education is idea-growth. lie understands the conditions of this growth, and he knows that the first business of a teacher should be to learn these conditions. So far as we know, the subject of mental growth is not put on this footing in our training-schools, nor are our teachers tested by any such standard. But the circulation of such books as this will hasten the time when the teachers of children will be required to know something of the laws that govern their mental development.
An Address on the Fiftieth Anniversary of the Class of 1832, parts of which were read at a Class-Meeting at Union College, June 27, 1882. By Charles E. West. Brooklyn, N. Y.: Tremlett & Co.
This is a volume of unusual interest of its kind. There is of course much in it of local and personal import that will be chiefly prized by the parties in most intimate relation with the scene of the history, but we have found even this portion of Dr. West's monograph very entertaining. We call attention to it here, however, on account of the admirably executed survey of scientific progress in its main departments which has taken place during the fifty years which have elapsed since the organization of the "class of '32." From his wide familiarity with the labors of scientific men, and his clear appreciation of the great drifts of modern thought, Dr. West was well prepared to perform the duty that devolved upon him in sketching the great changes of the last half-century, and he has done it in a most able and attractive manner.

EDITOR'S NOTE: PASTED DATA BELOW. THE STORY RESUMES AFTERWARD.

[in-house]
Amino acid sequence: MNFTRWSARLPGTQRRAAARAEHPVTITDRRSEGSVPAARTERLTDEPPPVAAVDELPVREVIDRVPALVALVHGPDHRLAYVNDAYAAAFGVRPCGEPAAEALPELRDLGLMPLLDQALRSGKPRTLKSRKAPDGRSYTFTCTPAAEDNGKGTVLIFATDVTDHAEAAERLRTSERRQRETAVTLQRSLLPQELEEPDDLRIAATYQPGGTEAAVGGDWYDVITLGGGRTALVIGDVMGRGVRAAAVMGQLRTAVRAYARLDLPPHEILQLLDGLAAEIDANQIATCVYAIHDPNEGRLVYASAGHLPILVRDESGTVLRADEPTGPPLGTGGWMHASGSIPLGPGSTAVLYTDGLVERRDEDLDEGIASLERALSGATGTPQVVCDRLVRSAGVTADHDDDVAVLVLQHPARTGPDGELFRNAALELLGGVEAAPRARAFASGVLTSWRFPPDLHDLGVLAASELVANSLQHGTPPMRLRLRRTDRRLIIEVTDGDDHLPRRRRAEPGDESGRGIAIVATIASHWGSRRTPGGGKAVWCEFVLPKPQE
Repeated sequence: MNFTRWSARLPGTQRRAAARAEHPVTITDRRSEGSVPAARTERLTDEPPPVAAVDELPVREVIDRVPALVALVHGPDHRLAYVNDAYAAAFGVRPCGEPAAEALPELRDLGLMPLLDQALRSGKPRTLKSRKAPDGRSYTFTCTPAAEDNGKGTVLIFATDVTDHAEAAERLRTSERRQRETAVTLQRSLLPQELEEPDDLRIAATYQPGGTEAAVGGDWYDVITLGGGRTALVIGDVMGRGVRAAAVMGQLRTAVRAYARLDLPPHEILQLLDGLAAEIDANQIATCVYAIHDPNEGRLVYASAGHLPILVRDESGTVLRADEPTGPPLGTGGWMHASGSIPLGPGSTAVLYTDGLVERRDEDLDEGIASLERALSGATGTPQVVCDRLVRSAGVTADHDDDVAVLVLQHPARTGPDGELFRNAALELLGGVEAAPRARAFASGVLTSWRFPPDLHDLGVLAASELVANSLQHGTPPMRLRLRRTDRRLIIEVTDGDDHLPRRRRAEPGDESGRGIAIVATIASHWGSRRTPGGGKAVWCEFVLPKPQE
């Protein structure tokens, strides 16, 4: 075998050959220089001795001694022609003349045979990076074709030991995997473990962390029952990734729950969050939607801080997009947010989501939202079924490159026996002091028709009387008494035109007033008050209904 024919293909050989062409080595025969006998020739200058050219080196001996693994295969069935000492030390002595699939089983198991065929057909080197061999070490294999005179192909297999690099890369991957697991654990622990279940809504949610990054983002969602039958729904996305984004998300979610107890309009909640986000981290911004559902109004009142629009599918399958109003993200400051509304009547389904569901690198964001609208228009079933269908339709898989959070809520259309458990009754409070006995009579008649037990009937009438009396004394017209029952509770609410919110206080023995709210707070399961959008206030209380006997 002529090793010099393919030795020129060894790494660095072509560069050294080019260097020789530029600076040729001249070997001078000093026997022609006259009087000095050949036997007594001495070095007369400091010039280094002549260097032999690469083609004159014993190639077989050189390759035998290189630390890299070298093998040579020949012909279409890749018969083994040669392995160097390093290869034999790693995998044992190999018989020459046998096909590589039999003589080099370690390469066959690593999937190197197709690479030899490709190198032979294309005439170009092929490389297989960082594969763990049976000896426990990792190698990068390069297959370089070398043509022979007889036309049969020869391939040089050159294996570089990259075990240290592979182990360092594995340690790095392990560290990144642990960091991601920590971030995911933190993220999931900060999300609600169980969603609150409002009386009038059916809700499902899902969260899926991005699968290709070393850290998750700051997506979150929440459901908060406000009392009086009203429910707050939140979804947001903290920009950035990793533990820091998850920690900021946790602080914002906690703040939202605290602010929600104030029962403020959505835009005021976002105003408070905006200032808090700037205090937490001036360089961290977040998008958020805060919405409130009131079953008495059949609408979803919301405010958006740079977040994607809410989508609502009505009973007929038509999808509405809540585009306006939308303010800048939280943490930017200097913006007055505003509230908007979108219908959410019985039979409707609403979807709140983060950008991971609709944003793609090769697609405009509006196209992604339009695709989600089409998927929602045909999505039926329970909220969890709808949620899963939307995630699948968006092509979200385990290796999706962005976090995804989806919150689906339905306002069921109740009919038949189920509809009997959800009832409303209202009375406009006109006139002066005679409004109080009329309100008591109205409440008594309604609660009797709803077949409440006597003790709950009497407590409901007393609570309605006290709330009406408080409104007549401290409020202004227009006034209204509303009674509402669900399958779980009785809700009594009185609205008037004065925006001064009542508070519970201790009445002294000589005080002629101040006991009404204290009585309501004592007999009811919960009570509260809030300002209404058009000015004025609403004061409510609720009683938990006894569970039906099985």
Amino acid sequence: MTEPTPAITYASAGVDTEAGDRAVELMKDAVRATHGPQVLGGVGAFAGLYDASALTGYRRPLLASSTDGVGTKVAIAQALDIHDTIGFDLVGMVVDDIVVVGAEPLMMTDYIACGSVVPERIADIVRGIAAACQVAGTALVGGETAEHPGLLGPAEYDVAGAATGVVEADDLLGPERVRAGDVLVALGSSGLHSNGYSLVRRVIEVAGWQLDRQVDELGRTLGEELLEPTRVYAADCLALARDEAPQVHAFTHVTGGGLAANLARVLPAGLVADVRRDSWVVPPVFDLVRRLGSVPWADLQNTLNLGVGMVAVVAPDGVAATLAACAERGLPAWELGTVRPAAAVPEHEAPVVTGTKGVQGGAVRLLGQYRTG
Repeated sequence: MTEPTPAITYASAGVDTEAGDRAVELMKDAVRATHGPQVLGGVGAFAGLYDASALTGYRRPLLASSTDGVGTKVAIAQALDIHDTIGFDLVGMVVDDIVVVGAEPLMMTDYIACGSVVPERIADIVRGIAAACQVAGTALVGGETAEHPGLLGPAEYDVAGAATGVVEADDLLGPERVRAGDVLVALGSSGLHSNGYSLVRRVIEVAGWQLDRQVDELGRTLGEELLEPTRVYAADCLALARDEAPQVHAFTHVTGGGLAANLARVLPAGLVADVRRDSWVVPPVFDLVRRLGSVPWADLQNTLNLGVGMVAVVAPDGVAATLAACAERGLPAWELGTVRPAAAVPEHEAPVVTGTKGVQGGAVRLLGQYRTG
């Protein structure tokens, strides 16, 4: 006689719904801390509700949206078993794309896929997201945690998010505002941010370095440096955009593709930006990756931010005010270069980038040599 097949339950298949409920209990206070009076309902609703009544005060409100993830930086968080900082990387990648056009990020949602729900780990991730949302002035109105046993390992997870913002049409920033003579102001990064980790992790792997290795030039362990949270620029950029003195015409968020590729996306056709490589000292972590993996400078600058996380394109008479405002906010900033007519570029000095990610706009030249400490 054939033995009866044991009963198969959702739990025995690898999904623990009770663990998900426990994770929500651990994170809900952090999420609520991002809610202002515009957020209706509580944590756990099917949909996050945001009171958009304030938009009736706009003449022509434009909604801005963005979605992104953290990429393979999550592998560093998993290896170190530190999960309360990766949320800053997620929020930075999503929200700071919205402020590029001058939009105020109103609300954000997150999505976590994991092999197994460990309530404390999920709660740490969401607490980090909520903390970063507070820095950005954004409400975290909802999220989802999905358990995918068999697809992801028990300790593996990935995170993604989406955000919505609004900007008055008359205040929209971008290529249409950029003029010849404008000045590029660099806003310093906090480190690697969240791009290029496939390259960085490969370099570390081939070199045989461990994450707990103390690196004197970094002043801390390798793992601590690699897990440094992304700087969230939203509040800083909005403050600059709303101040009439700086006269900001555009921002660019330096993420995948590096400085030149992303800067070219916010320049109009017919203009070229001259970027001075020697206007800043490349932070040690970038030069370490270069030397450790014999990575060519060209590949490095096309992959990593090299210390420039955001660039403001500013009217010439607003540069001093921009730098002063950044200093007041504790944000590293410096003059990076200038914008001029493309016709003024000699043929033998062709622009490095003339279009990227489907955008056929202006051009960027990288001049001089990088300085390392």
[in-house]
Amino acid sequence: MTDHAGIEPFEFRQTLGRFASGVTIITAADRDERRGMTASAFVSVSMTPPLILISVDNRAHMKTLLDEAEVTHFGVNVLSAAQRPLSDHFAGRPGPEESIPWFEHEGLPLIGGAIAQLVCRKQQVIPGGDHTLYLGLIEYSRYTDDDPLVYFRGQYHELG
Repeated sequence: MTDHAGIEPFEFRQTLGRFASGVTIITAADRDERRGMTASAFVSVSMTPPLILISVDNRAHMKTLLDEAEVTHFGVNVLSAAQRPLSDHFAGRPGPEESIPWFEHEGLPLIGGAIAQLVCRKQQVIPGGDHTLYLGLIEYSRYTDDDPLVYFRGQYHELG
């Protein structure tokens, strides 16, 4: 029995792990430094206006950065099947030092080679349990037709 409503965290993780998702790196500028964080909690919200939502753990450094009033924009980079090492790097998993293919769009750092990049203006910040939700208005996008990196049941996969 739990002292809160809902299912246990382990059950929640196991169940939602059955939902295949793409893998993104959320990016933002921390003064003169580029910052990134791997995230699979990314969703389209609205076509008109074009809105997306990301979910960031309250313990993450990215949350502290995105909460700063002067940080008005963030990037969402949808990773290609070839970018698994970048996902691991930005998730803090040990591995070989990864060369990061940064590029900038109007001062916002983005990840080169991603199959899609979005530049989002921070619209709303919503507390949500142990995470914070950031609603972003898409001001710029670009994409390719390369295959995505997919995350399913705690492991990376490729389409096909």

The Life of James Clerk Maxwell, with a Selection from his Correspondence and Occasional Writings, and a Sketch of his Contributions to Science. By Lewis Campbell, M. A., LL. D., and William Garnett, M. A. London: Macmillan & Co. Pp. 662. Price, $6.
No stronger individuality has appeared in recent English science than that illustrated by the present biography. Clerk Maxwell was a man of undoubted genius, as a mathematical physicist among the very ablest, and withal original, versatile, and eccentric. He had a strong sense of humor, and mixed wit, fun, pictures, and poetry, with much of his speculation in science. He was affectionate and interesting as well as adventuresome and refractory as a boy, and was always unconventional, quaint, and simple in his ways. He dipped deeply into logic and metaphysics when in college, and the tendency to subtile speculation is exemplified in all his scientific works. His life furnished much material for the pen of the biographer, and the volume is graphic, spicy, and very readable. Much of it consists of his correspondence and previously unpublished notes, while the course of his mental development is well delineated, and the importance of his researches is clearly presented. He had a very profound admiration for the genius of Faraday, and perhaps his own most important work consists in the mathematical development of physical ideas concerning the constitution of matter, the germs of which are found in the insight of the great electrician. Professor Maxwell's character is thus summed up by the writers of the present volume:
Oliver Wendell Holmes, Poet, Litterateur, Scientist. By William Sloane Kennedy. Boston: S. E. Cassino & Co. Pp. 356.
No doubt the rampage for personal gossip, displayed alike by our newspapers and magazines, is largely shared also by biographical writers who enter upon the delineation of many lives before the life has ceased. As to the gossip, it is of course but an index of the public appetite, and, as to its untimeliness, that must be held as timely which is sufficiently wanted. That